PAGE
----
Article 14 states:
“The enjoyment of the rights and freedoms set forth in this Convention shall be secured without discrimination on any ground such as sex, race, colour, language, religion, political or other opinion, national or social origin, association with a national minority, property, birth or other status.”
The Government submit that the applicant has not exhausted domestic remedies as required by Article 35 § 1 of the Convention.
According the Government, the applicant was in any event not prohibited from engaging in religious activities or being a member of the Church. Her complaints in this respect are incompatible with the Convention.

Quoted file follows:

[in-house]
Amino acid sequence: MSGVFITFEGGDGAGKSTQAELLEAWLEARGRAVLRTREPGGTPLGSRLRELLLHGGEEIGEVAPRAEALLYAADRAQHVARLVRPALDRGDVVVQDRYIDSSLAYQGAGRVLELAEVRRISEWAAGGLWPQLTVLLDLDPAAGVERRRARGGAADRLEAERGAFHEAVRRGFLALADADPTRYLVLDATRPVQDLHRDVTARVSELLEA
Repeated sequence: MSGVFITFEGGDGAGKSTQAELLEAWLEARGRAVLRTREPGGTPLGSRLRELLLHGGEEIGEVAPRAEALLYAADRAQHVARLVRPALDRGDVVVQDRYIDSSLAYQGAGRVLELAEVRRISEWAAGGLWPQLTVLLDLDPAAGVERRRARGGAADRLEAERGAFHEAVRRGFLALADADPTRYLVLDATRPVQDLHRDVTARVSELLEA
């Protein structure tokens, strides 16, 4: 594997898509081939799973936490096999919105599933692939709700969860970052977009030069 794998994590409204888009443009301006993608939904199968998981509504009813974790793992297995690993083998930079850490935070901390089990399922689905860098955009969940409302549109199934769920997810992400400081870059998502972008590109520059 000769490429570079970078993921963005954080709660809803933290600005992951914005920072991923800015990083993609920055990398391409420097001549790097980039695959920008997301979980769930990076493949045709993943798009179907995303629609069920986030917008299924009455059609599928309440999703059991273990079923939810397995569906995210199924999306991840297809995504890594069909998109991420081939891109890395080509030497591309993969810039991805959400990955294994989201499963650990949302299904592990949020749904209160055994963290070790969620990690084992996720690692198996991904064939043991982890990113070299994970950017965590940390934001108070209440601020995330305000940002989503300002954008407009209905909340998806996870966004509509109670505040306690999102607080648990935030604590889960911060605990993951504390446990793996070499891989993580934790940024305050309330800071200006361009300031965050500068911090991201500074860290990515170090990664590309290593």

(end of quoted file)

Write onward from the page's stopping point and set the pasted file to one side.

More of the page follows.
The Government further note that the applicant contests the facts found by the domestic authorities but she presents no arguments challenging their conclusions on the basis of those facts. According to the Government, those facts were established as a result of careful examination of the case at several levels and before the Supreme Court. There is no ground for the Court to question the validity of those facts.
Furthermore, the Government submit that the applicant admitted certain facts established by the domestic authorities, for example, that she had criticised the morality of certain parties in legal cases before her. This fact confirms, in the view of the Government, that the applicant exceeded her normal judicial functions and abused the freedoms guaranteed by the domestic laws and the Convention.